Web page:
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Isolated, short-lived thunderstorms forming in weakly forced environments are referenced through a surplus of terminology. Further, the language used to describe the strongest, severe-weather-producing subset of these storms is applied inconsistently, posing a communication hurdle for the effective dissemination of hazardous weather risks. The term “pulse thunderstorm” was originally coined to describe an anomalously strong airmass thunderstorm often associated with a larger convective complex. However, recent applications of “pulse” have evolved to also describe nonsevere, single-cell storms, and both uses can currently be observed within research, operational, and educational texts. This paper reviews the history of the term “pulse,” performs a content analysis on nearly 1,500 pulse-referencing Storm Prediction Center (SPC) convective outlooks (CO) and mesoscale discussions (MD), and summarizes the deficiencies with the contemporary disorganized convection nomenclature. The larger CO sample (n = 997) establishes that temporal trends in “pulse” references model traditional expectations whereas the detailed MDs (n = 458) showcase examples of pulse-related terminology. The MD content analysis reveals that 1) the term “pulse” frequently appears in conjunction with severe-weather-related language and 2) that pulse-related words (e.g., brief, isolated) are equally represented in multicell-referencing MDs. In the interest of effective communication and reproducible research, the definition of “pulse” is proposed to be standardized according to the term’s original (i.e., severe, multicellular) meaning. Further, thunderstorms forming within synoptically homogeneous air masses in the absence of large-scale dynamical lift are suggested to be termed “weakly forced thunderstorms.” By corollary, pulse storms represent the subset of weakly forced thunderstorms associated with severe weather.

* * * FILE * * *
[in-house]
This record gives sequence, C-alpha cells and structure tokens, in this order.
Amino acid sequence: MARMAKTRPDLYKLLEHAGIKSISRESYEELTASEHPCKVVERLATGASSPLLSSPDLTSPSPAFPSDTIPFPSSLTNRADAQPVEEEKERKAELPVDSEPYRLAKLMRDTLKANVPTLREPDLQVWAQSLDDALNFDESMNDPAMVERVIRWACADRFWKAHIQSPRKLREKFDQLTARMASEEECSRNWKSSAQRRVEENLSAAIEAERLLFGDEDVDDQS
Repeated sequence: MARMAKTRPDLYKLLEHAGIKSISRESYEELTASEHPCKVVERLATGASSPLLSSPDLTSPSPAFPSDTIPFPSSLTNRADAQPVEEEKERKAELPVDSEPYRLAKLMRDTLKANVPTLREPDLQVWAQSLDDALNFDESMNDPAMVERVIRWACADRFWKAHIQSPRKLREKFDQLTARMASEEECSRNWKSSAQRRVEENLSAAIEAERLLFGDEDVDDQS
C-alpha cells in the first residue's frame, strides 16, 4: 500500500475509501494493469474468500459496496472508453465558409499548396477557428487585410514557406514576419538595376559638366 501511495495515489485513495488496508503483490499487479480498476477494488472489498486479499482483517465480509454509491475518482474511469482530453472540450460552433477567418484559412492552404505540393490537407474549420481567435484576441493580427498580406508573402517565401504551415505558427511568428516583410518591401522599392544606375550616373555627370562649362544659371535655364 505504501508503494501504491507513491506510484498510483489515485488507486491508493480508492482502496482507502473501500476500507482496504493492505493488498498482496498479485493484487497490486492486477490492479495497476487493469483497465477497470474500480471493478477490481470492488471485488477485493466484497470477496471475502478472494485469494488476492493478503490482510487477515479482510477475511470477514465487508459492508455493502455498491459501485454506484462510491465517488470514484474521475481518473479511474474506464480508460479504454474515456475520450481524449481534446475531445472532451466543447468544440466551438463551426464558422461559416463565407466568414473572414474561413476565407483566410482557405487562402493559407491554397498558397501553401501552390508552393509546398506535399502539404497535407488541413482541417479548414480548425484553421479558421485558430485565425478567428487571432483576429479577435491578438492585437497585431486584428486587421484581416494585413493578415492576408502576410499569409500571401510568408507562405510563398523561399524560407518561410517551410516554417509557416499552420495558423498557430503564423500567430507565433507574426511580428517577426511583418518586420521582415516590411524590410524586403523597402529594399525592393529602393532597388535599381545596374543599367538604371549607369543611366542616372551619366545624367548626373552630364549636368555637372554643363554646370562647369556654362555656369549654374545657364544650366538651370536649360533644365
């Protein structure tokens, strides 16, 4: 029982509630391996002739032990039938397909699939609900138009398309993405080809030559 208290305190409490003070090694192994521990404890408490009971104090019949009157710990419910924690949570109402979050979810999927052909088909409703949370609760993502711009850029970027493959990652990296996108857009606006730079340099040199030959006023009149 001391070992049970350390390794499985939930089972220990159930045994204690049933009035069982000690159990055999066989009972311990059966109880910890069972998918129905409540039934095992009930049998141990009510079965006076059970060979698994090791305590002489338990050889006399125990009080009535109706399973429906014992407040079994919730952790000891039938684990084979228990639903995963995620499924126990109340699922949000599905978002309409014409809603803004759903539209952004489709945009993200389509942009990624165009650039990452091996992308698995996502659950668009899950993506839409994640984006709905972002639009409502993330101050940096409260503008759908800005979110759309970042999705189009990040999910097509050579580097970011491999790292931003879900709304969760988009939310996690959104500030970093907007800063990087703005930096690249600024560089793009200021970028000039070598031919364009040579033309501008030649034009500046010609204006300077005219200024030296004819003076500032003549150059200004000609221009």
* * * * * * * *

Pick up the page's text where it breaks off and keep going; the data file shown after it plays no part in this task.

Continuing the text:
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Jeremy E. Diem and Thomas L. Mote